Letter from Birdland | Flowers have started putting on a show

Letter from Birdland | Flowers have started putting on a show

It's hot in Birdland, and we're looking for rain. Michael mowed a little plot in the corner meadow last week. My husband helps me with my vision of a winding path through prairie plants and flowers, and now we're working on a vegetable patch in the middle of it.

I've planted the tomatoes our friend Brian gave me, with some pumpkins, cucumbers and squash. We water this kitchen garden at night, letting the moisture sink into the soil in the cool of the evening. I hope watering at night cuts down on evaporation. The last rain we got was over a week ago, and when I went out afterward to plant, the moisture was only about 3 inches deep before my spade hit dry soil.

While waiting for rain, the flowers open. The white lilies that surround the aviary are suddenly blooming. And two different species of tall, elegant stalks have suddenly put forth flowers: Hollyhocks, mostly pink, with their showy flowers emerging from the buds that button up the tall stem; and mullein, with its velvety leaves and fat, forked stalk crowned with small, yellow flowers, like a wreath. Both plants begin low to the ground but send up a central stalk reaching for the sun, like children reaching for their mothers' embrace.

In the pond, a lily bud has been teasing us for weeks, floating just below the surface, waiting. Yesterday, Michael called me with his usual, "come quick." I grumbled (good naturedly, I hope) about the interruption, as he led me outside. There in the pond, floating amongst the lily pads, the flower had finally opened. It is a blushing pink with golden stamens and opens with the sun each morning. Just now, still shaded by the maple, it is beginning to unfold. In a few hours, when the sun shines broadly on the water, it will open wide, like a father welcoming his children.

Our farmers' market opened on Thursday, and I was prepared. I finally got my routine down: get some cash in my wallet and wait to go to the grocery until after I see what vegetables and fruits the market has to offer. I don't want to buy double. This week, I came away with cucumbers, zucchini, spinach and tomatoes.

The pollination celebration was in full swing, and I bought a swamp milkweed to plant in a sunny spot next to the pond. Maybe next week I will buy some meat. There were offerings of lamb, chicken and beef.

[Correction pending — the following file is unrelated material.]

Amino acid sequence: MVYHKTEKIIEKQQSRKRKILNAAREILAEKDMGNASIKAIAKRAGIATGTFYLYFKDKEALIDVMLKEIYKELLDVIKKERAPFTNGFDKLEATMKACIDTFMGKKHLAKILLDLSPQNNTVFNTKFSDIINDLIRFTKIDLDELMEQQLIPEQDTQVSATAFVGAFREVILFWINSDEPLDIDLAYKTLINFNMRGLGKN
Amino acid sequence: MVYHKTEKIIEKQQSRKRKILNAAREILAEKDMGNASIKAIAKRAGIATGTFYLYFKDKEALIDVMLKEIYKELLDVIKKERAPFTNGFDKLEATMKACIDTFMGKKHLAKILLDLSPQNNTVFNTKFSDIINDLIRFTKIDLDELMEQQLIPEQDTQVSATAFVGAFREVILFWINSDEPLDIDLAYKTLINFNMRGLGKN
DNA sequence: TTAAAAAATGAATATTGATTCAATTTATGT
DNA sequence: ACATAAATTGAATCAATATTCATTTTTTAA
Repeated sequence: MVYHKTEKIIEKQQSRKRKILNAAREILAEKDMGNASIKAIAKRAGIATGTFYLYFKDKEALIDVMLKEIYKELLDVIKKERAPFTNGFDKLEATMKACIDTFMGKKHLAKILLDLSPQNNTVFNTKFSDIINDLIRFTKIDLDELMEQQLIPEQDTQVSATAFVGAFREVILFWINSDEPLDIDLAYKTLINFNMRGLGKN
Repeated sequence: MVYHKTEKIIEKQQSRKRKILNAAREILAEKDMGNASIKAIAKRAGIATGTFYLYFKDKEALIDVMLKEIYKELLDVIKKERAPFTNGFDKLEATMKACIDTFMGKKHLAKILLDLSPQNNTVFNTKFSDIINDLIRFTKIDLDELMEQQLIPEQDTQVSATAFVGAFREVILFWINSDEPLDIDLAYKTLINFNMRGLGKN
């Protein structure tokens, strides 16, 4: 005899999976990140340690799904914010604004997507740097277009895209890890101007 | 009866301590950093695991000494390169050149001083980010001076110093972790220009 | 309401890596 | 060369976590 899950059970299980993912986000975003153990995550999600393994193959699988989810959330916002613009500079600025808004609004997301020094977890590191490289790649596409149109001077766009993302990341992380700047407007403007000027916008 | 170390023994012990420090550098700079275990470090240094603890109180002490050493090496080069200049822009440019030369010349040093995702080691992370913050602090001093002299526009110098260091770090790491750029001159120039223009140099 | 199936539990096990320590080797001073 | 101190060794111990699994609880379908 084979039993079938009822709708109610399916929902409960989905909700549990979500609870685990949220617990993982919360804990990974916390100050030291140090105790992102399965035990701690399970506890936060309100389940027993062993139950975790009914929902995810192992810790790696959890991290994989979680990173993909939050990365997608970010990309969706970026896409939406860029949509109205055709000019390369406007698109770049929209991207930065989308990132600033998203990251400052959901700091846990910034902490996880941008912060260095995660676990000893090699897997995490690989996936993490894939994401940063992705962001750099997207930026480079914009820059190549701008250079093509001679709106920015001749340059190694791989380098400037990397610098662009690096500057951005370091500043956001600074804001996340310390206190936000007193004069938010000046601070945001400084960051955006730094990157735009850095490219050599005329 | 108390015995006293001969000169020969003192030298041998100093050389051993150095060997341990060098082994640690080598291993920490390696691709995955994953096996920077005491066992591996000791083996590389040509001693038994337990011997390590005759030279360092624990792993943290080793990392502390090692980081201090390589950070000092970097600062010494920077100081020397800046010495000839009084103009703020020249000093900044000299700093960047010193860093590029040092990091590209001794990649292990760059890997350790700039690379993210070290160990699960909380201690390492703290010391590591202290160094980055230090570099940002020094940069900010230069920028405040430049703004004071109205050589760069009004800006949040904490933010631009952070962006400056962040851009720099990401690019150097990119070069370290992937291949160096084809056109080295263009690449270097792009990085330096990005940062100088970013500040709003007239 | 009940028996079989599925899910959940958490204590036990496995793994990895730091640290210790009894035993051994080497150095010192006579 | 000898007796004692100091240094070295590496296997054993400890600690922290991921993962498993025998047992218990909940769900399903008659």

The farmers market' is a great place to run into friends, and my dear neighbors, Megan and Steve, were there with their children. I hope we will soon be able to buy flowers from their farm, Backyard Beauty.

I told Steve it was my first visit to the farmers' market this year, and he laughed and told me that this was opening day. I'm glad I didn't miss any. I was curious about other markets, so I went to localharvest.org and typed in my ZIP code to search. I found quite a few within driving distance. What markets are near you?

Driving home last night, I saw a fox and stopped the car. It was about to go into a culvert under a driveway but thought the better of it when it saw me watching. It was long-legged with a slender body and extra-large ears, tipped with black. We regarded each other for a while. It took a few steps closer, sniffing the air, but seemed ready to bolt. It stepped again toward the culvert, where I was pretty sure it lived, maybe with a nest of kits, but then wavered, taking a few steps toward me again.

Dusk was falling. I rolled down my window, wondering if this was the fox who has recently decimated our flock of chickens. Trotting would get it to Birdland in a few short minutes. We've been keeping the chickens penned up for the past week, and they are getting a bit bored, but we're down to three hens and two roosters, and I don't want to take any more chances.

The fox turned back toward its culvert and almost went in, wavering at the last minute to run off through the backyards of the little neighborhood. I drove on.

Embrace beauty; call for peace; blessed be.

Mary Lucille Hays lives in Birdland near White Heath. She believes that families belong together. You can see pictures of the hollyhocks, mullein and water lily on Instagram (@BirdlandLetters) and Twitter (@BirdlandLetters). Mary can be reached at letterfrombirdland@gmail.com or via snail mail care of this newspaper.

Sections (1):Living
Topics (2):Environment, Pets